- This daily round-up brings you a selection of the latest news and updates on the COVID-19 coronavirus pandemic, as well as tips and tools to help you stay informed and protected.
- Top stories: US cases on the rise; no spectators for Olympic Games; COVAX pledges 520 million vaccines to Africa this year.
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1. How COVID-19 is affecting the globe
Confirmed cases of COVID-19 have passed 185.5 million globally, according to Johns Hopkins University. The number of confirmed deaths stands at more than 4.01 million. More than 3.32 billion vaccination doses have been administered globally, according to Our World in Data.
The United States has administered more than 332 million doses of COVID-19 vaccines in the country as of Thursday morning and distributed more 385 million doses, the US Centers for Disease Control and Prevention said.
Australian authorities have urged Sydney's residents to stay home, warning a three-week lockdown may be extended as they try to control a COVID-19 outbreak.
From Monday South Korea will tighten coronavirus curbs to their strictest level possible in Seoul and neighbouring regions, over concerns over rising COVID-19 cases.
US COVID-19 cases are up around 11% over the previous week, almost entirely among people who have not been vaccinated, officials said on Thursday, as the highly infectious Delta variant becomes the dominant COVID-19 strain in the country.
Britain plans to scrap quarantine for fully-vaccinated arrivals from other countries in the coming weeks, transport minister Grant Shapps said on Friday.
Viet Nam is aiming to vaccinate 50% of residents aged 18 or older by the end of this year and 70% by the end of March 2022, the health ministry said on Friday. It comes as tighter coronavirus curbs were imposed in more cities.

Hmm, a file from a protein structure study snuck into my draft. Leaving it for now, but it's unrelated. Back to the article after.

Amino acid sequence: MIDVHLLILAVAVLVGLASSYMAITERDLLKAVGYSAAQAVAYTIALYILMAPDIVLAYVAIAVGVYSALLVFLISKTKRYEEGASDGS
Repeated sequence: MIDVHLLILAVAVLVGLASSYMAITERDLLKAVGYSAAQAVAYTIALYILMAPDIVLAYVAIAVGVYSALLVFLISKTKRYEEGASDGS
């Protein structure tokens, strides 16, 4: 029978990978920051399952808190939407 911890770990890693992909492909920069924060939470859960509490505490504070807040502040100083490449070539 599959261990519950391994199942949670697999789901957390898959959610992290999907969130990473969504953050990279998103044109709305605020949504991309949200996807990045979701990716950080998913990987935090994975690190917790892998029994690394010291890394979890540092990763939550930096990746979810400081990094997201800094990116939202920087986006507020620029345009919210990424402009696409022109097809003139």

On Thursday, Indonesia reported a new daily record of 38,391 COVID-19 infections, plus 852 new fatalities, its second-highest daily death toll, official data showed.
2. Africa surpasses second wave peak as vaccine rollout picks up
Africa has seen its worst pandemic week ever, as it passed the second-wave peak during the seven days ending on 4 July 2021. More than 251,000 new COVID-19 cases recorded on the continent.
Sixteen African countries are now in resurgence - with Malawi and Senegal added this week. The Delta variant has been detected in 10 of these countries.
“Africa has just marked the continent’s most dire pandemic week ever. But the worst is yet to come as the fast-moving third wave continues to gain speed and new ground,” said Dr. Matshidiso Moeti, World Health Organization (WHO) Regional Director for Africa.
The global vaccine distribution scheme COVAX aims to deliver 520 million COVID-19 vaccine doses to Africa this year, its managing director said, with supplies ramping up from September after delays caused by Indian export restrictions.
In a news conference on Thursday organized by the World Health Organization's Africa region, Aurelia Nguyen, managing director of COVAX, said that the scheme had delivered around 25 million doses to 44 African countries so far, but she was not happy with the progress.
By the end of the first quarter of 2022, COVAX aims to supply nearly 850 million vaccine doses to the African continent, which has some of the lowest COVID-19 vaccination rates worldwide.
How is the World Economic Forum helping to identify new technologies to fight COVID-19?
As part of work identifying promising technology use cases to combat COVID, The Boston Consulting Group recently used contextual AI to analyze more than 150 million English language media articles from 30 countries published between December 2019 to May 2020.
The result is a compendium of hundreds of technology use cases. It more than triples the number of solutions, providing better visibility into the diverse uses of technology for the COVID-19 response.
To see a full list of 200+ exciting technology use cases during COVID – please follow this link.
3. Tokyo bans Olympic spectators as state of emergency declared
The Olympics will take place without spectators in host city Tokyo, organisers said on Thursday, as a resurgent coronavirus forced Japan to declare a state of emergency in the capital that will run throughout the Games.
Prime Minister Yoshihide Suga said it was essential to prevent Tokyo, where the highly contagious Delta variant of COVID-19 variant was spreading, from becoming a flashpoint of new infections.
People will also be asked not to gather for events on public roads, such as the triathlon, though officials said some venues outside the greater Tokyo metropolitan area would allow small numbers of spectators.
"It is regrettable that we are delivering the Games in a very limited format, facing the spread of coronavirus infections," Tokyo 2020 President Seiko Hashimoto said, following talks between government officials, Tokyo organisers and Olympic and Paralympic representatives.